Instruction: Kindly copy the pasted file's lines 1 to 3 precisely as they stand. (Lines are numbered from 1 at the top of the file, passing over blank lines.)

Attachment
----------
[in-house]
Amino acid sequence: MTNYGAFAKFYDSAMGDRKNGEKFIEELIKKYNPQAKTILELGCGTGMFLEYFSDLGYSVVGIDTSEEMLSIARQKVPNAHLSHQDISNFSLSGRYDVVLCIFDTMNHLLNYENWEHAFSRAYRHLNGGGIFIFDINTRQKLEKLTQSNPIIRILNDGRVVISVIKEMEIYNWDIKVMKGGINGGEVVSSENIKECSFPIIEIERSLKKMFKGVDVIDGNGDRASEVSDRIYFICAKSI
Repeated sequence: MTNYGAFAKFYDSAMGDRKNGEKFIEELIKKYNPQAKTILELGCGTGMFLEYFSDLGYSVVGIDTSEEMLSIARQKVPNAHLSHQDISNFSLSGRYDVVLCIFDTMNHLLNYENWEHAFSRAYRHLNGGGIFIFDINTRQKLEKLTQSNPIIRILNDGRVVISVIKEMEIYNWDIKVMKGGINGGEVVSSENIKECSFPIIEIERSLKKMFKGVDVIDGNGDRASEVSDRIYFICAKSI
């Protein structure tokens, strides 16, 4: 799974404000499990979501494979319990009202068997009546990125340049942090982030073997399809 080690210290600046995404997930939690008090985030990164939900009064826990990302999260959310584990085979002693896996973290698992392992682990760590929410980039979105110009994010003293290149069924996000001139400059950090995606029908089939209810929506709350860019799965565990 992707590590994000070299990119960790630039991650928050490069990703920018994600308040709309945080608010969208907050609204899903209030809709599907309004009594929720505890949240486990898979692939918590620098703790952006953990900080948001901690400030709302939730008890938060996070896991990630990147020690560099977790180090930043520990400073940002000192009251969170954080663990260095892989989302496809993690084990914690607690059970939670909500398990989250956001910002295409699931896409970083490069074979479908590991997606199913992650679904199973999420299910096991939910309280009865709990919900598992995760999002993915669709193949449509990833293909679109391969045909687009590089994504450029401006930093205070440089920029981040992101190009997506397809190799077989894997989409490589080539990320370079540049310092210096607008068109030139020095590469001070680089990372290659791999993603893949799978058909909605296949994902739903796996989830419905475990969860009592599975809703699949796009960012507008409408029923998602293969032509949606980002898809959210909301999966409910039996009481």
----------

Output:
[in-house]
Amino acid sequence: MTNYGAFAKFYDSAMGDRKNGEKFIEELIKKYNPQAKTILELGCGTGMFLEYFSDLGYSVVGIDTSEEMLSIARQKVPNAHLSHQDISNFSLSGRYDVVLCIFDTMNHLLNYENWEHAFSRAYRHLNGGGIFIFDINTRQKLEKLTQSNPIIRILNDGRVVISVIKEMEIYNWDIKVMKGGINGGEVVSSENIKECSFPIIEIERSLKKMFKGVDVIDGNGDRASEVSDRIYFICAKSI
Repeated sequence: MTNYGAFAKFYDSAMGDRKNGEKFIEELIKKYNPQAKTILELGCGTGMFLEYFSDLGYSVVGIDTSEEMLSIARQKVPNAHLSHQDISNFSLSGRYDVVLCIFDTMNHLLNYENWEHAFSRAYRHLNGGGIFIFDINTRQKLEKLTQSNPIIRILNDGRVVISVIKEMEIYNWDIKVMKGGINGGEVVSSENIKECSFPIIEIERSLKKMFKGVDVIDGNGDRASEVSDRIYFICAKSI